Work With Other Artists

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Thurl worked with so many different singers that it would be almost impossible to name them all. This page will not try to accomplish that, but will instead focus on recordings on which Thurl can be easily heard, singing with other artists.

Andrews Sisters
Thurl was enlisted by the Andrews Sisters to sing with them on a remake of the Johnny Cymbal hit "Mr. Bass Man" (2:34). The song was released both as a single and on the album The Andrews Sisters Present  on Dot Records in 1963.

Betty Blake
Betty Blake and Thurl teamed up for a couple of duets "Are You Mine" (2:29) and "Out of Line" (2:38) on Abbott Records in 1955.

Johnny Bond
Thurl appeared on Johnny Bond's 1967 Starday release Ten Nights in a Barroom. Thurl is heard throughout the album, but is featured on the song "White Lightning" (3:57) playing the part of The Gorilla.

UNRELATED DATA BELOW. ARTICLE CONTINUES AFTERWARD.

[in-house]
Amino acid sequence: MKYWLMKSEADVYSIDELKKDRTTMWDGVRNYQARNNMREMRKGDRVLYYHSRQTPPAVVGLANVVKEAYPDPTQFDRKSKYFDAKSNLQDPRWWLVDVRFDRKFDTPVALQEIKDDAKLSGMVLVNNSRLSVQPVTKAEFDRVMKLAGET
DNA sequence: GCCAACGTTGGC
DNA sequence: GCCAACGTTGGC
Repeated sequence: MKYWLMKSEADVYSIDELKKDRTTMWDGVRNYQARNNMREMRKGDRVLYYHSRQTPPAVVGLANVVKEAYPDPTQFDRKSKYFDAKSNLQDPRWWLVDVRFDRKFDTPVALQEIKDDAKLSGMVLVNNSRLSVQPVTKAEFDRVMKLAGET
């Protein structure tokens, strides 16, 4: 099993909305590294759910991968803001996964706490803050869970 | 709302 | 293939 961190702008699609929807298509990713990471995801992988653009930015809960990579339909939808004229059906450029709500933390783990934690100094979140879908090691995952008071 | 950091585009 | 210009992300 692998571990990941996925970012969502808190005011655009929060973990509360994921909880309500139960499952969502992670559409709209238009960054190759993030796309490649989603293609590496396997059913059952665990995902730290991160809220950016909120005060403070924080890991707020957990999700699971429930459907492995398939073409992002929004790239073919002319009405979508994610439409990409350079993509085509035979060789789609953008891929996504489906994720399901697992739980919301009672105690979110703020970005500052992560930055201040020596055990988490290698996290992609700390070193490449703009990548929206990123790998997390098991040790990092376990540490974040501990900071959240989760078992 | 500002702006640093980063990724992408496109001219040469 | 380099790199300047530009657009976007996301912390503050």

Les Brown
Thurl and the Mellomen sang on "Let It Be" (2:58) by Les Brown and His Band of Renown. The lead vocal is by Lucy Ann Polk. The flip side has "I'll Never Let You Cry" which is again sung by Lucy Ann Polk with the Mellomen providing the backup vocals, though Thurl is not featured.

George Burns
The Mellomen sang on the 4 song EP George Burns Sings. They were credited as The Mellow Men Quartet and can be heard on all 4 tracks. Thurl is best featured on "Don't Take Me Home" (2:01). The other songs are "La Vie En Rose", "Red Rose Rag", and "Some of These Days".

Champ Butler
Thurl is prominently featured on a 1951 recording by Champ Butler & the Lee Brothers. The song "Way Up in North Carolina" (2:23) is essentially a duet between Champ and Thurl with the rest of the Lee Brothers providing backup. The Lee Brothers was another pseudonym for The Mellomen.

Rosemary Clooney
Thurl worked with Rosemary Clooney on several occasions. One of the best recordings to hear Thurl on is her version of the Stuart Hamblen song "This Old House" (2:23) which was a #1 hit for her in 1954. The Mellomen sang on a few other records, scoring hits with "Hey There" and "Mambo Italiano" in 1954. The 1955 single, "Where Will the Dimple Be?" (2:26) also features Thurl.

Bing Crosby
Thurl worked with Bing Crosby in the late 1930s as part of the Paul Taylor Choristers on the Kraft Music Hall radio show. As a member of the Mellomen, he worked with Bing again in the 1950s. They appeared on several of Bing's albums including a 1951 Decca release, Shilleaghs and Shamrocks on the songs "With My Shillelagh Under My Arm" (2:27) and "St. Patrick's Day Parade" (2:10).

Doris Day